Many biologging tags record data from some sensors (e.g., accelerometers) at higher sampling rates than others (e.g., magnetometers and pressure sensors). The resulting multi-rate datasets are a rich source of information about animal behaviour but can be challenging to analyse. In this workshop we will first discuss the optimum choice of sampling rate for each sensor type and why this inevitably leads to multi-rate data. We will then introduce methods for exploring the different biomechanical signals in these data and for combining data safely across multiple sensors. The workshop will include follow-along examples using R tools and open data from animaltags.org.


  • To develop an understanding of the different types of information about animal behaviour that are embedded in accelerometer and magnetometer data collected by biologgers.
  • To appreciate how the various physical actions measured by these sensors (e.g., posture changes, locomotion, strikes at prey) have different frequency ranges and time scales.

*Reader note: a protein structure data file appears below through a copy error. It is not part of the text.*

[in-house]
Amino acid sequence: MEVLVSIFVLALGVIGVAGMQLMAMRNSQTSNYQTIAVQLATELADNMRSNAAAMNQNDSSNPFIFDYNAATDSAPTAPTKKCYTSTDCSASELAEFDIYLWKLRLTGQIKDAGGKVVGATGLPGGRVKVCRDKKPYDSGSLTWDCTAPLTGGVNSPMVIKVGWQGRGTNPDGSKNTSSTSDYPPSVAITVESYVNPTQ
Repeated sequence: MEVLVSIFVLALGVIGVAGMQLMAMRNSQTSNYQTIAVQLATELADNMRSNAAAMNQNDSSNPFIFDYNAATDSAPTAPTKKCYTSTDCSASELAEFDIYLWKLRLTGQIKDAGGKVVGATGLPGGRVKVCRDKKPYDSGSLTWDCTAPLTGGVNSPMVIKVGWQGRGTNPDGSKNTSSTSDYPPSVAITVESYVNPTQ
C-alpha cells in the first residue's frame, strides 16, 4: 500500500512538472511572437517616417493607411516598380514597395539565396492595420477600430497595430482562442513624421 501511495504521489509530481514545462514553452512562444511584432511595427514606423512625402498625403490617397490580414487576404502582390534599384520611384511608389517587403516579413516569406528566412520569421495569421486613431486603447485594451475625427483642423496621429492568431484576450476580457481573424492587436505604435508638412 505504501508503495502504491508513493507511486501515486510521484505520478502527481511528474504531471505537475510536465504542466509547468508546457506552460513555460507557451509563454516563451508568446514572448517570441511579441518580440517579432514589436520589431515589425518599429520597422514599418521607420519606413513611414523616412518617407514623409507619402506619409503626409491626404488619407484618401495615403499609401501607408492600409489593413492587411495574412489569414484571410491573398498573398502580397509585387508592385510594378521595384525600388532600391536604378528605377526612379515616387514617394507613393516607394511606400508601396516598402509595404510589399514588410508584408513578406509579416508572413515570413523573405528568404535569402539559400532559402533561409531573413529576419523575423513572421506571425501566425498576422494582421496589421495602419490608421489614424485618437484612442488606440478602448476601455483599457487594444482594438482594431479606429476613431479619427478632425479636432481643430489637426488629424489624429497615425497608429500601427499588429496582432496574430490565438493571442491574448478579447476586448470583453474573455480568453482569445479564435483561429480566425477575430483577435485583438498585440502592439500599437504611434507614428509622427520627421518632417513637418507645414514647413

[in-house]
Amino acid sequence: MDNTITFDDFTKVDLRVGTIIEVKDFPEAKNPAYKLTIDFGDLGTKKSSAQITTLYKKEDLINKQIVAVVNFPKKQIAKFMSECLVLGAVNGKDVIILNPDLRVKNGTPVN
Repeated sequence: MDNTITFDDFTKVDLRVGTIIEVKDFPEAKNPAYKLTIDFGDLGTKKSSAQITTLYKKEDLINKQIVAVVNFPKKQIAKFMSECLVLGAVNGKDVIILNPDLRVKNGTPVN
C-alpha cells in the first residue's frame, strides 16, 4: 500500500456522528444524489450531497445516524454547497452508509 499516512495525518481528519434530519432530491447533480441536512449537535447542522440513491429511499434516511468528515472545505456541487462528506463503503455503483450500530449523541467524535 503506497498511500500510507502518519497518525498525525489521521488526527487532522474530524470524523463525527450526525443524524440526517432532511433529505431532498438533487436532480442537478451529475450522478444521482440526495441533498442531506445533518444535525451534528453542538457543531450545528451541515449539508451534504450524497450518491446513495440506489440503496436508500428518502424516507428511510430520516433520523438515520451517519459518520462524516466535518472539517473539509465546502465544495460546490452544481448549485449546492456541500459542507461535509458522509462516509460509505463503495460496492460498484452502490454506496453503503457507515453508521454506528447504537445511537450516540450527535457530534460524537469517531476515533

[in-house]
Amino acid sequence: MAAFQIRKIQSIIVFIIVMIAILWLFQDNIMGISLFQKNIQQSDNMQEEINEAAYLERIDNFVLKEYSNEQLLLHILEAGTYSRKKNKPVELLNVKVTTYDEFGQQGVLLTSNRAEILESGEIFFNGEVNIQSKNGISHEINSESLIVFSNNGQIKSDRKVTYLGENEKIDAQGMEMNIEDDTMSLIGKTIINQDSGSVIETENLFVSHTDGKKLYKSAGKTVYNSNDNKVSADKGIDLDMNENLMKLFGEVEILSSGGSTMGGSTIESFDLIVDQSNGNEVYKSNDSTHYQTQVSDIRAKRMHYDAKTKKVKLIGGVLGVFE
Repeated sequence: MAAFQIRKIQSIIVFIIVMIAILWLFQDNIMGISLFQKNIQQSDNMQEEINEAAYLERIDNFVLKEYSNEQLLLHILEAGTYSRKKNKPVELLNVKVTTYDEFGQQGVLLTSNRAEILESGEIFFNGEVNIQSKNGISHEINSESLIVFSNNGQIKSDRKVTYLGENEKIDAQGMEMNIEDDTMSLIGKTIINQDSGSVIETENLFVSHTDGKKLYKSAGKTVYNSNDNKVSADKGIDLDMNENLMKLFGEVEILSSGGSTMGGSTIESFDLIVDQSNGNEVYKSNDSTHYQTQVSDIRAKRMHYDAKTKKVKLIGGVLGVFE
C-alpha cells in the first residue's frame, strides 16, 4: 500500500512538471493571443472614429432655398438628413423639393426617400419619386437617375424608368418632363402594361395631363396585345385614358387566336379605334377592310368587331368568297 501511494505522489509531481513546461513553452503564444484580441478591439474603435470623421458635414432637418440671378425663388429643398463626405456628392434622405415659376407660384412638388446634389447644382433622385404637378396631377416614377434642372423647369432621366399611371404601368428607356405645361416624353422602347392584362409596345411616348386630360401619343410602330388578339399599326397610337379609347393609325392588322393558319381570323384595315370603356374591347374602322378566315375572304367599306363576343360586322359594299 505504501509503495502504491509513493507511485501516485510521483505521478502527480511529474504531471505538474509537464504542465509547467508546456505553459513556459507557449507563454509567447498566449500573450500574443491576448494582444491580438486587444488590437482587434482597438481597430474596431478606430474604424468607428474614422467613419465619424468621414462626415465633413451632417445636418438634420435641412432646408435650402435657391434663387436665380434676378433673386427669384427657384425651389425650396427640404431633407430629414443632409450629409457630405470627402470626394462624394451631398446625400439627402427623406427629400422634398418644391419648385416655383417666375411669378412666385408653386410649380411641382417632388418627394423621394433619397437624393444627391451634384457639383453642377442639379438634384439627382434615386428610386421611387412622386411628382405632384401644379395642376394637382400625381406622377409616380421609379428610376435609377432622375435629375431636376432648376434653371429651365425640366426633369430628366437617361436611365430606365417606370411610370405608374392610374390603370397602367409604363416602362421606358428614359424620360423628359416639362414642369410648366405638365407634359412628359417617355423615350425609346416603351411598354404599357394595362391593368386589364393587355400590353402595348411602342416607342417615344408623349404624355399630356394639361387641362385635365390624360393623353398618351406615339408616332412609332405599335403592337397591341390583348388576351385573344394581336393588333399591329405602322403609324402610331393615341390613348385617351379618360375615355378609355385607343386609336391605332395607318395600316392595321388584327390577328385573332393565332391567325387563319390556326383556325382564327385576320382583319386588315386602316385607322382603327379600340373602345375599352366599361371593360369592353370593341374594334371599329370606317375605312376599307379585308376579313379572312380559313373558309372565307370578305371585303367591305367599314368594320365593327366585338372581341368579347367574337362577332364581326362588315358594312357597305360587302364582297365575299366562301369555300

• To gain an intuitive understanding of how signal processing operations such as filtering and decimation can be used to separate out the information in accelerometer and magnetometer data, facilitating inference of behavioural states, quantification of activity levels and event detection.
  • To answer questions like: 'Why does my tag record accelerometry at 32 Hz and magnetometer at 1 Hz? How do I best use sensor data that is sampled at different rates?'

Immersive 3D Visualization for Biologging Data (Organized by Jessica Kendall-Bar)

Many of us have squinted at timeseries data to reconstruct mental images of our study species in an obscure, far away place. In this workshop, we will explore ways to let your biologging data come to life using non-traditional visualization techniques- think less MATLAB and more.. animation software and game engines. With new advances in computation and rendering software, we can feed large quantities of data into photorealistic scenes for data-driven storytelling. By visualizing our data, we can generate insights more quickly, share our science with others, and gather momentum to protect critical habitats around the world. We will share some guiding principles for data visualization, share code and resources for "diving deeper" with 3D software, and do some hands-on demonstrations using applications like Autodesk Maya and Unreal Engine. By the end of the workshop, you will be able to identify different techniques and software options for visualizing 3D biologging data and have the tools to move forward in your journey as a data-driven storyteller.